Gigabyte R181-2A0 Topology
Here is the topology of a test configuration we were using with a single SSD, 6x 32GB RDIMMs per socket (12 total):
Normally we take these without expansion cards during our initial power on testing. Here we had an Intel 10GbE SFP+ OCP NIC installed that you can see in the topology map.
For the block diagram, here is what the solution looks like:
This is a 2x UPI link design which matches well to 2x UPI link processors such as the entire 2nd Gen Intel Xeon Scalable Refresh line. Another interesting note is that this design is putting a lot of PCIe lanes linked to the Intel C621 PCH.
Gigabyte R181-2A0 Management
As one can see, the Gigabyte G181-2A0 utilizes a newer MegaRAC SP-X interface. This interface is a more modern HTML5 UI that performs more like today’s web pages and less like pages from a decade ago. We like this change. Here is the dashboard.
You will find standard BMC IPMI management features here, such as the ability to monitor sensors. One can also perform functions such as updating BIOS and IPMI firmware directly from the web interface. Companies like Supermicro charge extra for this functionality, but it is included with Gigabyte’s solution.
Other tasks such as the node inventory are available. One can see this particular node with generic TSV memory.
One of the other features is the new HTML5 iKVM for remote management. We think this is a great solution. Some other vendors have implemented iKVM HTML5 clients but did not implement virtual media support in them at the outset. Gigabyte has this functionality and power control support all from a single browser console.
We want to emphasize that this is a key differentiation point for Gigabyte. Many large system vendors such as Dell EMC, HPE, and Lenovo charge for iKVM functionality. This feature is an essential tool for remote system administration these days. Gigabyte’s inclusion of the functionality as a standard feature is great for customers who have one less license to worry about.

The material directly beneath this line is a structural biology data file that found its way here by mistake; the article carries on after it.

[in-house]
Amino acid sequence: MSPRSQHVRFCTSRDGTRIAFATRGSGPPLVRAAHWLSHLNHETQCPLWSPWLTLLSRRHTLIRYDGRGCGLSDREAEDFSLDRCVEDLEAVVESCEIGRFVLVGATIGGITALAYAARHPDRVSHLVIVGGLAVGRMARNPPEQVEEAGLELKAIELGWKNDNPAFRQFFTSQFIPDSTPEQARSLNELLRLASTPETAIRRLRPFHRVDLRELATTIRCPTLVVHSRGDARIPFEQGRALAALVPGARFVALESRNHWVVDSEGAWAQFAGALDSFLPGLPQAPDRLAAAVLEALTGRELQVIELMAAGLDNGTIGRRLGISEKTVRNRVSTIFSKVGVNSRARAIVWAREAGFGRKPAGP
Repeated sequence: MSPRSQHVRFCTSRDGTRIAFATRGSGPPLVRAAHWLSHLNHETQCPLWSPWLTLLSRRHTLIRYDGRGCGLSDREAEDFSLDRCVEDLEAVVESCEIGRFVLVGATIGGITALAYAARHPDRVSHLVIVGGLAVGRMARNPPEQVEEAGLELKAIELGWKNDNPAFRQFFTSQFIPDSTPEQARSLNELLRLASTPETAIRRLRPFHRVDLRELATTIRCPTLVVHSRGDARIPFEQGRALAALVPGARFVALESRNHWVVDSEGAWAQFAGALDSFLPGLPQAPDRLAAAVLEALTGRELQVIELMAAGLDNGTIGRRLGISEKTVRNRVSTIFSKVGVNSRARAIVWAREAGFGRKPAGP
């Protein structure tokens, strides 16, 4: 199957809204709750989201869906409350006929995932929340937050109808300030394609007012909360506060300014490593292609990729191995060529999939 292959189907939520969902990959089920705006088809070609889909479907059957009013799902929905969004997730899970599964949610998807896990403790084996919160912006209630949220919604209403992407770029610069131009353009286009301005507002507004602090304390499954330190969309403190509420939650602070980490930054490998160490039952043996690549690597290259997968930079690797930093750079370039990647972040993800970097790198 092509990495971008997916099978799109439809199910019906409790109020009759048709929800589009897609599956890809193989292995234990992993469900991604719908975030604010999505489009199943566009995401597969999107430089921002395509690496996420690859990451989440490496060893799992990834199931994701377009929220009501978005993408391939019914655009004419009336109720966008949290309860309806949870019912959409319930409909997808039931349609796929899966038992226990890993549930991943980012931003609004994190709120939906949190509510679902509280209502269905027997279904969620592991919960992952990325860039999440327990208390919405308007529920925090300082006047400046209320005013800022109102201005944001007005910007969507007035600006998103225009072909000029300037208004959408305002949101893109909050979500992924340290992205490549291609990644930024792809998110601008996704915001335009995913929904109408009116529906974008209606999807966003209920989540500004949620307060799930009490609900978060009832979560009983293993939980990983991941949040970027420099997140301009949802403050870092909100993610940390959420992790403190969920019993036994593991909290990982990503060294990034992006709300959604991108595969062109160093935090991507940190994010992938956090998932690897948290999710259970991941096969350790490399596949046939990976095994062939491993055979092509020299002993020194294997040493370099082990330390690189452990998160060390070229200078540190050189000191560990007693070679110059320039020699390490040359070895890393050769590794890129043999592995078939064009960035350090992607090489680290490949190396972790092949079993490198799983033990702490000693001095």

The web GUI is perhaps the easiest to show online, however, the system also has a Redfish API for automation. This is along what other server vendors are doing as Redfish has become the industry-standard API for server management.
As a quick note, our test system did not have the BMC unique password feature enabled. In the future, these systems will have a unique password due to a California law mandating the practice.
If you are looking for a unique password, it is the 11 digit serial number for the motherboard on Gigabyte systems.
For this test we utilized the following setup:
- System: Gigabyte R181-2A0
- CPU: Dual Intel Xeon Gold 6248R
- RAM: 24x 32GB DDR4-2933 ECC RDIMMs
- Storage: 2x Intel DC S3710 400GB (OS), 2x Intel DC S3700 800GB data
- NIC: Intel 10GbE OCP NIC 2.0 Adapter
Overall, this is a simple configuration that is showing what we want to test. We, of course, swapped CPUs including using the new 2nd Gen Intel Xeon Scalable Refresh parts in this server.
Let us move onto performance before getting to power consumption and our final words.